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  • ISSN: 2278-0149 (Online)
  • Abbreviated Title:  Int. J. Mech. Eng. Robot. Res.  
  • Editor-in-Chief: ​Prof Richard (Chunhui) Yang, Western Sydney University, Australia
  • Associate Editor: Prof. B.V. Appa Rao, Andhra University; Prof. Ian R. McAndrew, Capitol Technology University, USA
  • Managing Editor: Murali Krishna. B
  • DOI: 10.18178/ijmerr
  • Abstracting/Indexing: Scopus (since 2016), CNKI, Google Scholar, Crossref, etc.
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International Journal of Mechanical Engineering and Robotics Research

Effect of Seismic Excitation on Mobilization of Trapped Oil Globule in Pore Doublet Model

Abstract—Over the years, several enhanced oil recovery techniques were developed in order to recover the residual oil trapped in the reservoir. Conventional EOR techniques rely on injection of fluids and chemicals into the reservoir to improve recovery. Unconventional methods of enhancing oil recovery such as the use of flow divergent and flow pulsation have emerged. One of the unconventional EOR techniques of interest is the application of seismic wave. Despite the fact that EOR by seismic wave has shown some potential in pilot field studies as well as laboratory experiments, the working mechanism of this technique is not well understood. In this study, we aim to investigate the ability of the seismic wave excitation in releasing a trapped oil globule in a pore doublet model. We studied the ability of this model to trap oil in an imbibition process. However, the trapping did not occur. Therefore, we generated an oil globule that was already isolated in pore 2 of the pore doublet model. The inlet velocity causing the oil globule trapping was tested and determined for the given pore doublet model dimensions. A sinusoidal wave vibration was applied to the model as the seismic excitation. The positive half of the wave cycle resulted in a an adverse pressure gradient, which led to a reversed flow of the fluids in the domain. Consequently, we started the excitation at the negative half of the wave cycle, which applies a favorable pressure gradient. The favorable pressure gradient resulted in a viscous pressure that overcame the capillary pressure holding the oil globule. Consequently, the oil globule was squeezed out of pore 2 and mobilized. The trapped oil globule was successfully mobilized by the effect of the seismic wave excitation.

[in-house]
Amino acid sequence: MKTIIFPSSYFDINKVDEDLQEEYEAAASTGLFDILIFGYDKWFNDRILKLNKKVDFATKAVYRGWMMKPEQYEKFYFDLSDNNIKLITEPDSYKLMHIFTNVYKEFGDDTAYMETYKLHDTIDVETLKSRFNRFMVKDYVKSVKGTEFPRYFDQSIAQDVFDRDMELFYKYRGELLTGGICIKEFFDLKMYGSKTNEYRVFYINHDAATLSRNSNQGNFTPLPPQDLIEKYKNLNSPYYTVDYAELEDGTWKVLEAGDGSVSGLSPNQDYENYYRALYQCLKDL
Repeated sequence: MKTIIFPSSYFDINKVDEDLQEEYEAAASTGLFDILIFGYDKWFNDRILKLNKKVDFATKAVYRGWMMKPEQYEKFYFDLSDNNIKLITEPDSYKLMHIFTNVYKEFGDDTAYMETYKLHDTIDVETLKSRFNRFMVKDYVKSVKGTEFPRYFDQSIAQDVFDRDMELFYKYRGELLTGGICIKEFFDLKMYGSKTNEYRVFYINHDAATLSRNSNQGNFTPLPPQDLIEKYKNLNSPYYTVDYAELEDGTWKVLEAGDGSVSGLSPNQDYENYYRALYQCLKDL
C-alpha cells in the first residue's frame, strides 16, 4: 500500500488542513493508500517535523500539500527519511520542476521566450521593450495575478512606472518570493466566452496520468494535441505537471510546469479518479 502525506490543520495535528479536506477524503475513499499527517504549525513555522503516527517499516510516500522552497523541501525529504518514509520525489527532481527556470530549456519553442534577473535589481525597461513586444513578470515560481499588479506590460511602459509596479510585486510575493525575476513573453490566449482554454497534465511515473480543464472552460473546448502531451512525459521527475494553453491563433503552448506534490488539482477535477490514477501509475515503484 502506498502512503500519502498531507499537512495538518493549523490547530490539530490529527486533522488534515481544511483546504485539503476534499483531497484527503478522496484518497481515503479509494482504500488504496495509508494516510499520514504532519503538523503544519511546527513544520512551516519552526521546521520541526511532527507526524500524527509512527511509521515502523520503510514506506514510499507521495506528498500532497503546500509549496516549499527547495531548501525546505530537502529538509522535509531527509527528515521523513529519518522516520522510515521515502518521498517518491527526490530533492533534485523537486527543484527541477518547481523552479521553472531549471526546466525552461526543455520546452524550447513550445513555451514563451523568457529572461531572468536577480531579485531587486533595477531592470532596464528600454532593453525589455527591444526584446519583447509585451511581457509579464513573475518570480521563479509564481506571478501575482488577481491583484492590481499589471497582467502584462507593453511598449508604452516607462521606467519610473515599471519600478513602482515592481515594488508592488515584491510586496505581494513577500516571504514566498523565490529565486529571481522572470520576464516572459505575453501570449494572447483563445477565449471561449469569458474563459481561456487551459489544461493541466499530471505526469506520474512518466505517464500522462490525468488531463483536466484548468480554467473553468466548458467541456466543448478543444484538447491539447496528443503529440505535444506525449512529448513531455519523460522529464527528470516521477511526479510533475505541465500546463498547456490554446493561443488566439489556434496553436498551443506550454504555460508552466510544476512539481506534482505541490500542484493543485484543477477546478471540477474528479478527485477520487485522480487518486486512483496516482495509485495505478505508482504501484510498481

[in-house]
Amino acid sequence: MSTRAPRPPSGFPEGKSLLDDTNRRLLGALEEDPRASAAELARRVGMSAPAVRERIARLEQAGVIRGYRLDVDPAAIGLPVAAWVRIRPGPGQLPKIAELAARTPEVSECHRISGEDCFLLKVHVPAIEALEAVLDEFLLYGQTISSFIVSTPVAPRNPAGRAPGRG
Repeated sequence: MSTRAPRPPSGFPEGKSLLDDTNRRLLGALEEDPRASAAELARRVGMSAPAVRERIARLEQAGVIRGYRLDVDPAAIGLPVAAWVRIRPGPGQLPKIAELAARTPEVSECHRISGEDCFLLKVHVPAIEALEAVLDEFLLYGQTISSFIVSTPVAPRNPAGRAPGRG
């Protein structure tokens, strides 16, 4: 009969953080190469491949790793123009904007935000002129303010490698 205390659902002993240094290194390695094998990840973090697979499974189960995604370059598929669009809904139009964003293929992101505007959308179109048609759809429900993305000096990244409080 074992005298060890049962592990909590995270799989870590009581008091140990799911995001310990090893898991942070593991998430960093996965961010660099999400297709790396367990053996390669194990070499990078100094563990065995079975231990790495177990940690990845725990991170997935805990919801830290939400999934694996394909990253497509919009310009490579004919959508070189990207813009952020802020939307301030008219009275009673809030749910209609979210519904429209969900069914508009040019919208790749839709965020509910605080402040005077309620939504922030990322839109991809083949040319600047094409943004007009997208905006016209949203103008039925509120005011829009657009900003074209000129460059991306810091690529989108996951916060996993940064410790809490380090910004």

Index Terms—Enhanced Oil Recovery, Seismic Wave, Vibration, Seismic excitation, Oil Mobilization, Pore Doublet